Emulator USB passthrough integration guide

This page describes how to connect two peripherals (Bluetooth and Wi-Fi) to the AAOS emulator. In this process, three areas specific to driver support are key:

  • Guest kernel
  • Guest Android
  • Linux host

First, you compile and enable the relevant USB drivers in the Guest kernel. Next, Guest Android must select the right HAL and services to bring up the drivers. Finally, the Linux host must get access to the USB driver and then transfer it to QEMU.

Dongles tested

The following dongles were tested:

Other dongles may work, however, no others were tested.

Native USB support

QEMU comes with options to pass USB to the emulator. The AAOS system image already handles a connected phone. For details, see Android Open Accessory (AOA).

Because the phone changes values for vendorID and productID upon establishing an AOA connection, the new USB interface (as well as the original USB interface) sees the device when the phone is in AOA mode.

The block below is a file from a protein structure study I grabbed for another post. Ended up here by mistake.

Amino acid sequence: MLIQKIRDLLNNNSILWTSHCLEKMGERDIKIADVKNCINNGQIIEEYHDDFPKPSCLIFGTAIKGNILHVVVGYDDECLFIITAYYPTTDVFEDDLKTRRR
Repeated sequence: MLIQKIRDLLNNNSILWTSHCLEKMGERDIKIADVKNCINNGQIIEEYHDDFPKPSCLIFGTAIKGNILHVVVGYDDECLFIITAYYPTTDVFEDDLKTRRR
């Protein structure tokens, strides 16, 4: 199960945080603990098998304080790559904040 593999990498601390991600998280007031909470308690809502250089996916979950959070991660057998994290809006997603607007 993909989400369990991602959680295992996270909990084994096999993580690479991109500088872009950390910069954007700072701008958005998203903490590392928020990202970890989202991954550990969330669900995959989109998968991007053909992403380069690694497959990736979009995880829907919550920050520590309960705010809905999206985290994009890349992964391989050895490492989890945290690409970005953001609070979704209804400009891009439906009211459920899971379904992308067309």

To determine the values for vendorID and productID before and after AOA mode, use lsusb:

# Note Vendor ID and Product ID of your phone
$ lsusb
Bus 001 Device 079: ID 18d1:4ee1 Google Inc. Nexus/Pixel Device (MTP)
# Start up an emulator!
$ ./emulator @AVD_NAME -no-snapshot -qemu -device usb-ehci,id=ehci -device usb-host,bus=ehci.0,vendorid=0x18d1,productid=0x4ee1 -device usb-host,bus=ehci.0,vendorid=0x18d1,productid=0x2d00

Alternatively, pass the physical port to QEMU:

# First plug something into the interested USB port and note the Bus and Device number.
$ lsusb
Bus 001 Device 012: ID 0bda:c820 Realtek Semiconductor Corp. 802.11ac NIC
# Now figure out where the Port number is.
$ lsusb -t
/:  Bus 01.Port 1: Dev 1, Class=root_hub, Driver=xhci_hcd/12p, 480M
    |__ Port 4: Dev 12, If 1, Class=Wireless, Driver=btusb, 480M
    |__ Port 4: Dev 12, If 2, Class=Vendor Specific Class, Driver=, 480M
    |__ Port 4: Dev 12, If 0, Class=Wireless, Driver=btusb, 480M
# Launch the emulator
 ./emulator @AVD_NAME -no-snapshot -qemu -device usb-ehci,id=ehci -device usb-host,bus=ehci.0,hostbus=1,hostport=4
# Now, whatever you plug into the emulator, USB passthrough will happen on the fly.

The AAOS system image recognizes the phone, puts it in AOA mode, and recognizes it again when AOA mode is running.